Community groups call on federal Minister of Environment and Climate Change to require environmental assessments of oil-by-rail terminals

CALGARY – Oil-by-rail facilities in Canada are not required to undergo environmental assessments, but they should be, in order to address public safety and environmental concerns, say community groups.

“Every day unassessed oil-by-rail facilities put communities across the country at risk,” said Charles Hatt, Ecojustice lawyer. “With a stroke of her pen, the Minister of Environment and Climate Change has the power to fix this blind spot in our law and require all oil-by-rail projects undergo an environmental assessment before they are built or expanded.”

Ecojustice lawyers, on behalf of Greenpeace and Safe Rail Communities, are calling on the Minister of Environment and Climate Change to designate all oil-by-rail facilities for an environmental assessment — allowing for public safety concerns and environmental impacts to be addressed.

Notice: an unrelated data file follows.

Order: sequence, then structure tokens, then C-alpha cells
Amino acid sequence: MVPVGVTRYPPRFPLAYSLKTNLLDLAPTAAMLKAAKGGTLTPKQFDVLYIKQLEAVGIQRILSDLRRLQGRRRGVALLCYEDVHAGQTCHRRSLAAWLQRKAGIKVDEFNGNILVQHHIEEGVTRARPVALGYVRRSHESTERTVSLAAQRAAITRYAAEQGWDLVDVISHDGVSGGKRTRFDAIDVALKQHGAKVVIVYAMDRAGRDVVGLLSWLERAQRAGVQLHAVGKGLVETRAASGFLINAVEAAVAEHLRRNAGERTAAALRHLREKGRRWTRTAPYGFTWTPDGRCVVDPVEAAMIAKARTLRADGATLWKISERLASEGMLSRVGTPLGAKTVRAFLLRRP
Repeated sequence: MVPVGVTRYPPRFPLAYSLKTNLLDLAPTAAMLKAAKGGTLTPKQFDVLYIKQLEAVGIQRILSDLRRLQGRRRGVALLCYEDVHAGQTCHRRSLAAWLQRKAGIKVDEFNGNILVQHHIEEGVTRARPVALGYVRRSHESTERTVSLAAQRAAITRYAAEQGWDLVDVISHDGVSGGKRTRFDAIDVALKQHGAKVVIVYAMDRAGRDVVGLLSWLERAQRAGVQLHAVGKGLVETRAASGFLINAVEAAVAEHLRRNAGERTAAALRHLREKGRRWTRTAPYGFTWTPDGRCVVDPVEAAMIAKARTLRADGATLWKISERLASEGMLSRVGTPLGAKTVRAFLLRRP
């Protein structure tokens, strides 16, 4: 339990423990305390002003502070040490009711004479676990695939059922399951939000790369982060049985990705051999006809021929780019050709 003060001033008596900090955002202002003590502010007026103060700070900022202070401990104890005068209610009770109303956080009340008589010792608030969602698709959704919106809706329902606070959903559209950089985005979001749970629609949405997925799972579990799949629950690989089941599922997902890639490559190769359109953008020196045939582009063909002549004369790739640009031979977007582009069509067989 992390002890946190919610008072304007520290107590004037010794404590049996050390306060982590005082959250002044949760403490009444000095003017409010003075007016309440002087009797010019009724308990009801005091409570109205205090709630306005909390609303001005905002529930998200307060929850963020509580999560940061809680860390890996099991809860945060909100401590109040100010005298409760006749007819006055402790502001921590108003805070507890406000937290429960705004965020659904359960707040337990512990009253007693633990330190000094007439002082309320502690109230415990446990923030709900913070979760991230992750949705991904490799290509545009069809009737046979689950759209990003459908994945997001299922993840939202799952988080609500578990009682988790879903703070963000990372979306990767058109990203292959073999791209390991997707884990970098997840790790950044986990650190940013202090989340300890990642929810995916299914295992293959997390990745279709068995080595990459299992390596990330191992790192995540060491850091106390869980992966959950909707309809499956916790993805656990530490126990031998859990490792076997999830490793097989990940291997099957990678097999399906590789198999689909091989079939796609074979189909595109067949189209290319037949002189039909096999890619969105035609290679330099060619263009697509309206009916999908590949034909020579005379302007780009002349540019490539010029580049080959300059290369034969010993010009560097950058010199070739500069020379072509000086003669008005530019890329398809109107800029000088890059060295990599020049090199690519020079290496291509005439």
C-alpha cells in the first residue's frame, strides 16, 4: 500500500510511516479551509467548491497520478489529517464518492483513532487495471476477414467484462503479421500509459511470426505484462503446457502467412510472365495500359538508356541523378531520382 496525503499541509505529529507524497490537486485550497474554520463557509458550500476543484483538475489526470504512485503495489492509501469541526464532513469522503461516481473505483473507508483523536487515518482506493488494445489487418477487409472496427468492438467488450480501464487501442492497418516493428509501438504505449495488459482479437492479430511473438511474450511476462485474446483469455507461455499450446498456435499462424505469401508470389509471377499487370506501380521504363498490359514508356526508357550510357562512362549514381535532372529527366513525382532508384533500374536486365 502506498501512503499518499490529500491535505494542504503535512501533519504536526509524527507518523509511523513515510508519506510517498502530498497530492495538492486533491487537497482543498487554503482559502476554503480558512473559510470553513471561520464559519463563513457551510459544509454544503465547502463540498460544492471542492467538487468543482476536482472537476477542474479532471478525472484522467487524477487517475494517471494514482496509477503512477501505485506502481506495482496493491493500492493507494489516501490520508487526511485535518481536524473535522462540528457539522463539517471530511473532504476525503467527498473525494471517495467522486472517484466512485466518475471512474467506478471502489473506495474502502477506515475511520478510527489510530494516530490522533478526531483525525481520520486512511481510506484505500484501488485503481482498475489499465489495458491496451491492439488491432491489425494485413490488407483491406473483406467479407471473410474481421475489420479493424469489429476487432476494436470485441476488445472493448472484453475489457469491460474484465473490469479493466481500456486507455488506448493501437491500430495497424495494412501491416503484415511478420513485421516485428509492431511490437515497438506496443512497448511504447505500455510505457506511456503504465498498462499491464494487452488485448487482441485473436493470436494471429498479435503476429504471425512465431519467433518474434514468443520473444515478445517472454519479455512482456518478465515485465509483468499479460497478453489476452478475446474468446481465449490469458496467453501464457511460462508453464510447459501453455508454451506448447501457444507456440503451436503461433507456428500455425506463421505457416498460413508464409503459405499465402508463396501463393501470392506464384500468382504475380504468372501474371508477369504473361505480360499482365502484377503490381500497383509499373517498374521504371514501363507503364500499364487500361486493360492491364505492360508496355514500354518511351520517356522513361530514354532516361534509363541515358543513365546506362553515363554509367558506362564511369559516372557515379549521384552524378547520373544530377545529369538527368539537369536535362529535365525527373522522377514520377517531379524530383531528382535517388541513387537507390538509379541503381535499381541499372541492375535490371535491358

“Canada’s capacity for shipping and receiving oil-by-rail has swelled in recent years, but no project has undergone a federal environmental assessment that looks at public safety issues or environmental impacts,” said Helen Vassilakos, Safe Rail Communities. “We’re asking the Minister of Environment for one small change that could make rail communities across the country safer.”

Since 2013, approximately a dozen oil trains have exploded in the United States and Canada alone, including the tragic explosion and fire in Lac Mégantic, Quebec that left 47 people dead. It is estimated that oil train traffic has grown from approximately 500 rail cars in 2009 to 140,000 cars in 2014.

“Oil train traffic has increased exponentially in recent years, and with it has come a rise in the number of explosive derailments. They present a huge risk to our environment and the communities that lie along these tracks,” said Keith Stewart, Greenpeace. “The Minister must act to safeguard our communities and our environment by ensuring oil-by-rail projects are assessed for their potential impacts.”